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January Roundup: Just-in-Time, Manufacturing Employment, Industrial Guardrail Standards

A look at the world of manufacturing and distribution

General Inquiry

Morning coffee with Cisco-Eagle photo
Welcome to 2023, and our look at the world of manufacturing and distribution.

Powell: Inflation and the Labor Market

The U.S. Federal Reserve estimates that America is currently short about 3.5 million workers across all its labor markets. One of the places where this hits hardest is in the core areas of manufacturing and distribution, where younger, physically capable workers with good skills have been short for years. The shortages are exacerbated, according to Reserve Chairman Jerome Powell, by around 2 million early retirements and another 1.5 million in Covid-related issues and slowing immigration.

Key takeaways

  • Demand was supercharged during the pandemic’s early days. Prices rose dramatically due to that demand and the challenges the pandemic imposed on supply chains. Powell says that those supply chain issues are easing, but still in flux. He believes that “goods based” inflation is decreasing due to bolstered supply chains and easing demand.
  • Labor markets are still overtaxed. Demand for workers “far exceeds” supply. Wages have grown in response, but inflation has largely erased those gains for many workers. Powell wants the Fed to restore balance between labor supply and demand. His speech states that labor participation is far lower than hoped. Covid-related illnesses account for much of that shortfall, as well as early retirements. In terms of labor availability, those early retirees were a short-term solution at best, since they will mostly have retired over the next 5-10 years anyway. Powell doesn’t expect a significant number of these early retirees to return to work.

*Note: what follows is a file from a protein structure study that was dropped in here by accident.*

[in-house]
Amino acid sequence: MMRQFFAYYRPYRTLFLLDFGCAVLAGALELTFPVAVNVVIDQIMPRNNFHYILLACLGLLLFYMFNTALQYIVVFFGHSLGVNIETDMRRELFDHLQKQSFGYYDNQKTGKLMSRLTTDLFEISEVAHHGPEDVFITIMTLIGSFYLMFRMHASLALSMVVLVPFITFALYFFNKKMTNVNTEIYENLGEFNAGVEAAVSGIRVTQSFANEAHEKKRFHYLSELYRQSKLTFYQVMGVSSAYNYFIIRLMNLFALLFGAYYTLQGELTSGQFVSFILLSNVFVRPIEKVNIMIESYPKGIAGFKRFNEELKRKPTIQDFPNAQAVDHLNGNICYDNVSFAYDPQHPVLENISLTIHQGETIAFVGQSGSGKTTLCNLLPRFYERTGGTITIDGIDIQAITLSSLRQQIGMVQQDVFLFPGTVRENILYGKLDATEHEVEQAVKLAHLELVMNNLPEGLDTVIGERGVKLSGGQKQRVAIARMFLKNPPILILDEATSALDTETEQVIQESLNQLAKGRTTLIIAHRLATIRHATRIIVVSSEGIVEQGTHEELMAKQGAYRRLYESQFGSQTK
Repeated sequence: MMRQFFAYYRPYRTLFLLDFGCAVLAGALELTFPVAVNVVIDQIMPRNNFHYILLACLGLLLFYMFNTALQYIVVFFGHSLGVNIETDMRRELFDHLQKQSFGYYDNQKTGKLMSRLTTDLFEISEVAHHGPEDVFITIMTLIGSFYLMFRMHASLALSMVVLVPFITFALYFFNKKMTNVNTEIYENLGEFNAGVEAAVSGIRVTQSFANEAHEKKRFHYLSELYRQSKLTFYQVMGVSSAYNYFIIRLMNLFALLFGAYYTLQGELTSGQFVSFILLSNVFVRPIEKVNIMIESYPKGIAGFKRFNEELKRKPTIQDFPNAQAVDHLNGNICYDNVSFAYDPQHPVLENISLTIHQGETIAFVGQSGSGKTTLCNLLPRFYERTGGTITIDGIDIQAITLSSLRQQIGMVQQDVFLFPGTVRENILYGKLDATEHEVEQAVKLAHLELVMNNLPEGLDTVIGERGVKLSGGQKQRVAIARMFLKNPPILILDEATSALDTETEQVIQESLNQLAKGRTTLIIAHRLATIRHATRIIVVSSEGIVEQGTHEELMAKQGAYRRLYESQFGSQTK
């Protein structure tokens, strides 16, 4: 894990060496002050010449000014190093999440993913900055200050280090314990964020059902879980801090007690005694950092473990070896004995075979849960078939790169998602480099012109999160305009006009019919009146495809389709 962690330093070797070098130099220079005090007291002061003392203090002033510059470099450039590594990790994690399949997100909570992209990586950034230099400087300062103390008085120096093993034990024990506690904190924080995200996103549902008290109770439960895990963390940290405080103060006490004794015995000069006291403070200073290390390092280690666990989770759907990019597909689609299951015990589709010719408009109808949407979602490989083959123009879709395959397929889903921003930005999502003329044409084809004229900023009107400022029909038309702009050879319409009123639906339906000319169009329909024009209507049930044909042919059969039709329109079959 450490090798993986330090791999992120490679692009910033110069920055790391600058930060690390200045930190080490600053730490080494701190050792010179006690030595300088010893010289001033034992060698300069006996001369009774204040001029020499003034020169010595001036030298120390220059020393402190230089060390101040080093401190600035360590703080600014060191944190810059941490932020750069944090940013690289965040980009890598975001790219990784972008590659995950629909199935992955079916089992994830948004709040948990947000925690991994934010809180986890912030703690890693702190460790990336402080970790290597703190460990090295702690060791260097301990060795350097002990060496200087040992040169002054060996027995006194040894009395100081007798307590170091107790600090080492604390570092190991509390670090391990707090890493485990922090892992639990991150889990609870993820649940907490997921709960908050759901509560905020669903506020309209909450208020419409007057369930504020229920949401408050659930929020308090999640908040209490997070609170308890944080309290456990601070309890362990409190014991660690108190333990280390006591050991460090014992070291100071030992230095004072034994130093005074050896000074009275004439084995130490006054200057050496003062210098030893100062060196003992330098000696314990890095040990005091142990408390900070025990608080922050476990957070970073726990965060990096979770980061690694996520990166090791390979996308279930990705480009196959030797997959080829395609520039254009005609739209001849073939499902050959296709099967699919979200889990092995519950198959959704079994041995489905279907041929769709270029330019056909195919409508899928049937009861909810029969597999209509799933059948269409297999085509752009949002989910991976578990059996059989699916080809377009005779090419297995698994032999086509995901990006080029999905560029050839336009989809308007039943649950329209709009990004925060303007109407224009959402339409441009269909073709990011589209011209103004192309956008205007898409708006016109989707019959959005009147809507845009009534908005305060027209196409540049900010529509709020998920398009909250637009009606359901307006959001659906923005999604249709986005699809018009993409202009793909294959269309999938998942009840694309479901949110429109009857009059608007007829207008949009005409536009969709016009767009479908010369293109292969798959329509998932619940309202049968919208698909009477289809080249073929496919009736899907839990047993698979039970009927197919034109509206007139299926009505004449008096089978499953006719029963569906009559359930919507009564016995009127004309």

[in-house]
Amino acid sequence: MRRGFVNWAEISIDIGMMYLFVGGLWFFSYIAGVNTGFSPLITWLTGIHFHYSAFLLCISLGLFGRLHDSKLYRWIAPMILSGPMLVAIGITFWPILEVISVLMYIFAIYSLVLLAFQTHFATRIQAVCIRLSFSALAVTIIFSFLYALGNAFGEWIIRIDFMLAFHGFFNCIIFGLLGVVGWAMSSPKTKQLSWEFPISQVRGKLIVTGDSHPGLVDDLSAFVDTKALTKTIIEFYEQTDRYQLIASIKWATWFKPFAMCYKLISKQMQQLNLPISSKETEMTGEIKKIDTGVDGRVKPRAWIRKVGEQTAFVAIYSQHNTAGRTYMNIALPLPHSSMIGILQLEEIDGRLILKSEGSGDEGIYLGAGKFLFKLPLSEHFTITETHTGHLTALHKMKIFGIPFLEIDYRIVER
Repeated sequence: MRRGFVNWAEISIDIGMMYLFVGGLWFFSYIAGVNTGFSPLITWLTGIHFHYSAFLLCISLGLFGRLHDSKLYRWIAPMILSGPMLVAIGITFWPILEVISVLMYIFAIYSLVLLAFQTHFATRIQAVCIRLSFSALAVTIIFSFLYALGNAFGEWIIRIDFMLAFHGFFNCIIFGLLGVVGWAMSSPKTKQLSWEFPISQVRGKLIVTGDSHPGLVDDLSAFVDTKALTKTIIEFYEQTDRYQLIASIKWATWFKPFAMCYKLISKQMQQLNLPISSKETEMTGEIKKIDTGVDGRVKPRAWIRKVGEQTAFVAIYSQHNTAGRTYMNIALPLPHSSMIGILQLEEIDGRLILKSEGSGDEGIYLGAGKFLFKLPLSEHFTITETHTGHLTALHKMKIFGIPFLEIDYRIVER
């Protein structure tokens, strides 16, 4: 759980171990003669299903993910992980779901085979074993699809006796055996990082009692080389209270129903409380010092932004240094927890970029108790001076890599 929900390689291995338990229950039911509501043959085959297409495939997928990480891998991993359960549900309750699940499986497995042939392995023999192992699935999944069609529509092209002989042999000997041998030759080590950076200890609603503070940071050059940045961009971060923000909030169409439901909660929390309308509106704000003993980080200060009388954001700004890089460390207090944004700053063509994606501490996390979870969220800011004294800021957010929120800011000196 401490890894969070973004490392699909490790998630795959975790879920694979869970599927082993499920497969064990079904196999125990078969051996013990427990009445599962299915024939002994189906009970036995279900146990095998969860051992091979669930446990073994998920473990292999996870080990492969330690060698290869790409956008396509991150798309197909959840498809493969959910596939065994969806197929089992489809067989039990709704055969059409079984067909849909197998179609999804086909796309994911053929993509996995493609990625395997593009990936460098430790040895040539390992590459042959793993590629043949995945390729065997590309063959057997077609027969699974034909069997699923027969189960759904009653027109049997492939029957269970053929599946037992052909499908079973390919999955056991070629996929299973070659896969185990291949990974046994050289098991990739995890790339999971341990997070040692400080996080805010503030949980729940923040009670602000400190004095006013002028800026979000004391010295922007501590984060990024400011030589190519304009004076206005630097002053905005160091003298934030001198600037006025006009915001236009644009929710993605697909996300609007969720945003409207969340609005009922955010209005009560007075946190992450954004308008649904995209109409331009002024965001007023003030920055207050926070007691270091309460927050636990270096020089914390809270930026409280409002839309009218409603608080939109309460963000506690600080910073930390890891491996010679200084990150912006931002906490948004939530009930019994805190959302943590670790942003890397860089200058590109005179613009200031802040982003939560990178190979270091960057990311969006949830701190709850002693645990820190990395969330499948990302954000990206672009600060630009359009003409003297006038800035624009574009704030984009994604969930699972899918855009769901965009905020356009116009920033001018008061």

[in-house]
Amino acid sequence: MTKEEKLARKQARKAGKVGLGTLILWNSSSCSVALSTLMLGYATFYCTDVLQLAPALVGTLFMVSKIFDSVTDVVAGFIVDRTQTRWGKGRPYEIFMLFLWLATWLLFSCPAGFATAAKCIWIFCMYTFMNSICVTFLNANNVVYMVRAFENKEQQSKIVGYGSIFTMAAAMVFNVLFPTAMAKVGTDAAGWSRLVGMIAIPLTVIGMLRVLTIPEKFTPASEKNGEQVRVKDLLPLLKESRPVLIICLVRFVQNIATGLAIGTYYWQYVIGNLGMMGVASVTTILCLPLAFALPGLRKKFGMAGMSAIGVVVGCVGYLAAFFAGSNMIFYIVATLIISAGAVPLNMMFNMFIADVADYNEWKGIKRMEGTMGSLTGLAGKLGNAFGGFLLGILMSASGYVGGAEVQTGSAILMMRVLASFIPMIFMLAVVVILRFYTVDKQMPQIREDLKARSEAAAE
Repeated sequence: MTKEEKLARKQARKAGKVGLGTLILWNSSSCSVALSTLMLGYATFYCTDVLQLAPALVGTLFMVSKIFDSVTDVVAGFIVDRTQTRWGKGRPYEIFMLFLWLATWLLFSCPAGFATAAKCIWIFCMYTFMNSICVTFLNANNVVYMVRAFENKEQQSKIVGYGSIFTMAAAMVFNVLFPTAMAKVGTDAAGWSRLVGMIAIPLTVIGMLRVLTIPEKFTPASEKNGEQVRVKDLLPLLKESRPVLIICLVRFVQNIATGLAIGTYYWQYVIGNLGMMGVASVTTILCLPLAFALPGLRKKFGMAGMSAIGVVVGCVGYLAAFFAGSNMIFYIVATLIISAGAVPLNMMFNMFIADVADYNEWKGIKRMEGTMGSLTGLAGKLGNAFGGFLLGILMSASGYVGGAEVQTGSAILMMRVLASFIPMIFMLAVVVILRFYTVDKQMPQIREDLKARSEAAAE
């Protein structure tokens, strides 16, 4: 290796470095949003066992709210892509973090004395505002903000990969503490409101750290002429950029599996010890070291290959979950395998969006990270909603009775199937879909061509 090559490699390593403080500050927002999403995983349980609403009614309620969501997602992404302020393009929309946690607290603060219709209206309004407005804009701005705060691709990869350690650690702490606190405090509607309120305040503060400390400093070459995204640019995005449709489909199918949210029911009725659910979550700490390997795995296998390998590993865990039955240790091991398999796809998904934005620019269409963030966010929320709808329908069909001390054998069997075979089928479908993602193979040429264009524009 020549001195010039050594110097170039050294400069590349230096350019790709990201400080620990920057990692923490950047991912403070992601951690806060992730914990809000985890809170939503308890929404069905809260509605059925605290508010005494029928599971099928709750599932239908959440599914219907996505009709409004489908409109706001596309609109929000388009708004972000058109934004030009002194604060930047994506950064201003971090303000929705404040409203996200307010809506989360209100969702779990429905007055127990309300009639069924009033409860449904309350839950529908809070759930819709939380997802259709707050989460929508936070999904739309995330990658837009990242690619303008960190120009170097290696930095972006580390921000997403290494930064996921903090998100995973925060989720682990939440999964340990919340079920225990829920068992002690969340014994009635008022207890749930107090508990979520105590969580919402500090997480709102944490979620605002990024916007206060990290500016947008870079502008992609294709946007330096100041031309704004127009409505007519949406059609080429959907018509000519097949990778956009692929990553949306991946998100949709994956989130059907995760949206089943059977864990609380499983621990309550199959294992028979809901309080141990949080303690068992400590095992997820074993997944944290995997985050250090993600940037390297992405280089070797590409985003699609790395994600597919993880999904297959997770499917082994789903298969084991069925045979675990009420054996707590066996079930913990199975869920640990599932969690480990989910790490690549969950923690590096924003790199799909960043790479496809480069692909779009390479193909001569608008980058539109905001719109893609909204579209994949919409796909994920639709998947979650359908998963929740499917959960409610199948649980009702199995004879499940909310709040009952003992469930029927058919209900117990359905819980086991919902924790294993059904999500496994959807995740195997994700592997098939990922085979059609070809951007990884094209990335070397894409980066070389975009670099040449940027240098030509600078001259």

• The current rate of unemployment is about 3.7%–a five-decade low.  With GDP growth slowing, gains have slowed, but overall we still have 1.7 job openings for every unemployed person. This means continued difficulties staffing your picking lines, assembly jobs, warehouse positions and maintenance work.
  • What’s the plan to reduce inflation? In broad terms, Powell says that he wants to continue to slow economic activity for a “sustained” period. He wants to return balance to goods inflation and the housing market, as well as attempt to balance the labor market. He says that we have a “long way to go” toward a return to pricing stability.

Powell: “Price stability is the responsibility of the Federal Reserve and serves as the bedrock of our economy. Without price stability, the economy does not work for anyone. In particular, without price stability, we will not achieve a sustained period of strong labor market conditions that benefit all.”


Industrial guardrail and testing standards

Flexible forklift guardrail being tested.